Of the three key drivers of retail health – demand, margin and cost – it was demand, once again, that had the most positive impact on retailers in Quarter 3. Retailers benefitted from real wage growth, strong consumer confidence levels and rising employment levels, all of which encouraged customers to the tills. The quarter also seemed to buck a trend of recent times. Previously, it had been noted that a large proportion of disposable income had been spent in leisure sector, such as dining out, holidaying and experiential pursuits. This seemed to tilt back in the favour of the high street in Quarter 3, with retailers fighting hard for their share of the increasing amount of disposable income. This is a trend that the RTT sees as vital for the health of the sector in the foreseeable future.
Aside from the discounters, food retailers continued to struggle and it was the performance of the grocers as a whole that held back the RHI for their non-food counterparts. The RTT did note that they believed the grocers’ fortunes were showing signs of improvement and may start to turn for the better. Margins on food have started to stabilise, and gross margins as a whole do not seem to have been decimated in Quarter 3.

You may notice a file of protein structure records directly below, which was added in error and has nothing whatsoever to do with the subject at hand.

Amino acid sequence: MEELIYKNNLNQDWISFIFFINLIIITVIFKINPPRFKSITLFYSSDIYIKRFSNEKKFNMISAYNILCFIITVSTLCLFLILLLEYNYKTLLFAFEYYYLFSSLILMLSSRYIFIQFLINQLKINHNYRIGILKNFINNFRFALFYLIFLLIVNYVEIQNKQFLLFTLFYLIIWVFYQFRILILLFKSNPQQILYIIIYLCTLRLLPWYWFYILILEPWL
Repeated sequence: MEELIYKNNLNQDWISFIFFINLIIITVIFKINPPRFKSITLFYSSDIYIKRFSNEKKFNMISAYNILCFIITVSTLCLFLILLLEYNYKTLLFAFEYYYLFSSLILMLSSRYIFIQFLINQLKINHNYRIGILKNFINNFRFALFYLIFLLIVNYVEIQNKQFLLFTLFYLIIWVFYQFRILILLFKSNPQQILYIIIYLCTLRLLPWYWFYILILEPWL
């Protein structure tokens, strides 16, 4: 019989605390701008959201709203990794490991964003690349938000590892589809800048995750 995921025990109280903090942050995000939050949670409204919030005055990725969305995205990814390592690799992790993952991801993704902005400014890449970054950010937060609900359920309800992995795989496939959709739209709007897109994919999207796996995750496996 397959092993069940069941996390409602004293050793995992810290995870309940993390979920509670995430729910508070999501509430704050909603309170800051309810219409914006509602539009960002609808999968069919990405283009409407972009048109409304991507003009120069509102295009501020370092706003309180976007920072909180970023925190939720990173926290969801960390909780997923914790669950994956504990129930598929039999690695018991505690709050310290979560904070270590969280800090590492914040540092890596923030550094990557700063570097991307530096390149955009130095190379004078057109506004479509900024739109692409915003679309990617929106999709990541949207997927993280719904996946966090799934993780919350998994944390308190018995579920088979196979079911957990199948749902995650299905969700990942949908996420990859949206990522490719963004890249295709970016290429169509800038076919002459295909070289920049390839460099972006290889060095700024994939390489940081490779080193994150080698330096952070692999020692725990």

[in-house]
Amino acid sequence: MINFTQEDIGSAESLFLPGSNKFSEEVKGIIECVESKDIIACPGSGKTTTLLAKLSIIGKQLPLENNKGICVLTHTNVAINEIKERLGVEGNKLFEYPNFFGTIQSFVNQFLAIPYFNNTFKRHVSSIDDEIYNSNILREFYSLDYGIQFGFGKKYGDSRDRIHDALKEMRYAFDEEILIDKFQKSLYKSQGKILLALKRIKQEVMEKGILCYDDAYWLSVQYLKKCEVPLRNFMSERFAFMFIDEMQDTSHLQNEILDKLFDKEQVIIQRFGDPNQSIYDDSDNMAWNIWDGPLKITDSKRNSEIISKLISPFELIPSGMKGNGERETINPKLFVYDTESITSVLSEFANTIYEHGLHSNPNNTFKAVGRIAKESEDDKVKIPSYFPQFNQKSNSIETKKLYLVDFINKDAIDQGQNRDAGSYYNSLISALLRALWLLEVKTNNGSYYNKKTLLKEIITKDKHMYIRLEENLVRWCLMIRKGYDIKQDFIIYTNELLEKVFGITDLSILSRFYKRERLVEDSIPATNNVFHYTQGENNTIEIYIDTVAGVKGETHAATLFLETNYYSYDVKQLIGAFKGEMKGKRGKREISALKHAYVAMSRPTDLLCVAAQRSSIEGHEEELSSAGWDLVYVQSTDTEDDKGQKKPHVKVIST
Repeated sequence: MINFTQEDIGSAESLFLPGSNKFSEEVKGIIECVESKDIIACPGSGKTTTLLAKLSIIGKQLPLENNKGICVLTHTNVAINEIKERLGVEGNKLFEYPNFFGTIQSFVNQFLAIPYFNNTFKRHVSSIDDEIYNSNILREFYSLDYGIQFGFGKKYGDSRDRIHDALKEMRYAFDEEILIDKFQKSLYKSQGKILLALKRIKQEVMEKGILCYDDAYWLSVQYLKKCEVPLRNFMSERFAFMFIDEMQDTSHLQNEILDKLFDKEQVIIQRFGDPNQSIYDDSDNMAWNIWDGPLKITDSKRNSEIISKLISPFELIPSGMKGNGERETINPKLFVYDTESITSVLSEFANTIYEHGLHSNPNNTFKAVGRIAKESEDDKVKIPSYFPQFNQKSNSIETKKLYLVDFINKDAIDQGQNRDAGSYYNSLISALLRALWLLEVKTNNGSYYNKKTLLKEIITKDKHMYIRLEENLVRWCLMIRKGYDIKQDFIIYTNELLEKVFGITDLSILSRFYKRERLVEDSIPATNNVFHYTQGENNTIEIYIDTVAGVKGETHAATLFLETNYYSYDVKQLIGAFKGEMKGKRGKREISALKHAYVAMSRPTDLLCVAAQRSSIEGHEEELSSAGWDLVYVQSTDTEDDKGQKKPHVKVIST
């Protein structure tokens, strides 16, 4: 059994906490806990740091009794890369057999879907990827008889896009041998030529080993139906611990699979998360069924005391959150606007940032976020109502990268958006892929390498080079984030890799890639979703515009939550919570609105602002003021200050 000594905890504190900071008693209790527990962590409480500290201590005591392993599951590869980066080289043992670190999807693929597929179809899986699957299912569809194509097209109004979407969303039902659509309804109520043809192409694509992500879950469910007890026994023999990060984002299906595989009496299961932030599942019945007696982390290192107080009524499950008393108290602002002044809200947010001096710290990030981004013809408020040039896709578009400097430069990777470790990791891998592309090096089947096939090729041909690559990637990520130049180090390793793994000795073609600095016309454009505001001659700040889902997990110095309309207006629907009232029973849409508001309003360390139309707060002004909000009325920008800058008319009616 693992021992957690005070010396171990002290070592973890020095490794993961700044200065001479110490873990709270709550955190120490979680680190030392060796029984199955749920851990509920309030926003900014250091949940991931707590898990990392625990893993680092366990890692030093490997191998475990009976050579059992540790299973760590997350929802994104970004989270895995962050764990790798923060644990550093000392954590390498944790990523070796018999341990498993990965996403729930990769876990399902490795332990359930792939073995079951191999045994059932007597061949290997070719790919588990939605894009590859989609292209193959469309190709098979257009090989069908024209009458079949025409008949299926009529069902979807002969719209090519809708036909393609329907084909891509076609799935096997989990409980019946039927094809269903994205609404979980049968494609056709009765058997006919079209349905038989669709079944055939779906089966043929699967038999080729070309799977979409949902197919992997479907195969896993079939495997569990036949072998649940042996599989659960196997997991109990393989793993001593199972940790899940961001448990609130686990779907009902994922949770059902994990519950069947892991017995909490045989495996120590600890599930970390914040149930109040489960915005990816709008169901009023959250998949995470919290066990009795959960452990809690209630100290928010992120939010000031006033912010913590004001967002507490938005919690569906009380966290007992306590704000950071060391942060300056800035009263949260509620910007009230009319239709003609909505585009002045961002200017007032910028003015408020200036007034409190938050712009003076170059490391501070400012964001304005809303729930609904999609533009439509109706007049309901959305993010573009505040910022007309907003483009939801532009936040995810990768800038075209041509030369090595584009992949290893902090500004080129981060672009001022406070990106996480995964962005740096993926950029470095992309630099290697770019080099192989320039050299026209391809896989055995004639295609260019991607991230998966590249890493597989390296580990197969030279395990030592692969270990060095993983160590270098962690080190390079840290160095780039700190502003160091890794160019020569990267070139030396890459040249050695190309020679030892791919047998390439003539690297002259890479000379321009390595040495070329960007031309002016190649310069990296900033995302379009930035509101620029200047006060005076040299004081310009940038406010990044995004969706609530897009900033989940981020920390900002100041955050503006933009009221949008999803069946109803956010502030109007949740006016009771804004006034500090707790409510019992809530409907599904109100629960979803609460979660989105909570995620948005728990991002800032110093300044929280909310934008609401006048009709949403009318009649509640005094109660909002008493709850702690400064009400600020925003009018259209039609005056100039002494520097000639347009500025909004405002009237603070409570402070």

Looking ahead to Quarter 4, the fortunes of retailers will largely be dictated by demand and how Black Friday and Christmas play out. The RTT expects that Black Friday will again be a major event, with more retailers encouraged to take part following bumper sales in 2014. Where many missed out last year was in the size of their margins. However, 12 months on, having had time to build tactical plans and negotiate with suppliers, a slicker and more profitable day is expected to be the general outcome.
The RTT discussed at length the effect that the living wage would have on retailers in Quarter 4. It was agreed that whilst the cost implications would be significant, most of the impact would not be felt until well into 2016. There are however some retailers that will implement the pay rises in Quarter 4 in an effort to improve public perception of their businesses, and also to ensure the best seasonal staff can be attracted before Christmas. The cost implications of this will be enough to cancel out some of the gains that will be made by Black Friday and Christmas.